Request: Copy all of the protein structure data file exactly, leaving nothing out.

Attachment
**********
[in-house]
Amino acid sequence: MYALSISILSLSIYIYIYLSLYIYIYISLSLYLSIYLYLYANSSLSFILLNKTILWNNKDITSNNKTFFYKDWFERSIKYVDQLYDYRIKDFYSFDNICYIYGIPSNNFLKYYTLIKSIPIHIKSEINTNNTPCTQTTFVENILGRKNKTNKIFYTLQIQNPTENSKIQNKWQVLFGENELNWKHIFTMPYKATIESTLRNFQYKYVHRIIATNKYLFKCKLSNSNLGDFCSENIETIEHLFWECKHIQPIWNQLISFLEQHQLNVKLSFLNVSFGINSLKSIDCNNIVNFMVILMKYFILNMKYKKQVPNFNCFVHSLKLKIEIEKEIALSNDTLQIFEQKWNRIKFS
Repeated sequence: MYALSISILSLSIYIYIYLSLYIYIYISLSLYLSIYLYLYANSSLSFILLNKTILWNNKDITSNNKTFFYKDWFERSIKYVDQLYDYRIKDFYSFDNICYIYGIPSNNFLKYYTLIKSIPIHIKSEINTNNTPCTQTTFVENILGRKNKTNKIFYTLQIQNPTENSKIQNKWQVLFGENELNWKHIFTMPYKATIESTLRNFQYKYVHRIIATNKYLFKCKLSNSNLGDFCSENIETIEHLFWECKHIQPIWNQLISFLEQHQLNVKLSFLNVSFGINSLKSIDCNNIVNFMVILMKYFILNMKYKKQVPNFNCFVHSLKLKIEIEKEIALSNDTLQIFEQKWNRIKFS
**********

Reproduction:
[in-house]
Amino acid sequence: MYALSISILSLSIYIYIYLSLYIYIYISLSLYLSIYLYLYANSSLSFILLNKTILWNNKDITSNNKTFFYKDWFERSIKYVDQLYDYRIKDFYSFDNICYIYGIPSNNFLKYYTLIKSIPIHIKSEINTNNTPCTQTTFVENILGRKNKTNKIFYTLQIQNPTENSKIQNKWQVLFGENELNWKHIFTMPYKATIESTLRNFQYKYVHRIIATNKYLFKCKLSNSNLGDFCSENIETIEHLFWECKHIQPIWNQLISFLEQHQLNVKLSFLNVSFGINSLKSIDCNNIVNFMVILMKYFILNMKYKKQVPNFNCFVHSLKLKIEIEKEIALSNDTLQIFEQKWNRIKFS
Repeated sequence: MYALSISILSLSIYIYIYLSLYIYIYISLSLYLSIYLYLYANSSLSFILLNKTILWNNKDITSNNKTFFYKDWFERSIKYVDQLYDYRIKDFYSFDNICYIYGIPSNNFLKYYTLIKSIPIHIKSEINTNNTPCTQTTFVENILGRKNKTNKIFYTLQIQNPTENSKIQNKWQVLFGENELNWKHIFTMPYKATIESTLRNFQYKYVHRIIATNKYLFKCKLSNSNLGDFCSENIETIEHLFWECKHIQPIWNQLISFLEQHQLNVKLSFLNVSFGINSLKSIDCNNIVNFMVILMKYFILNMKYKKQVPNFNCFVHSLKLKIEIEKEIALSNDTLQIFEQKWNRIKFS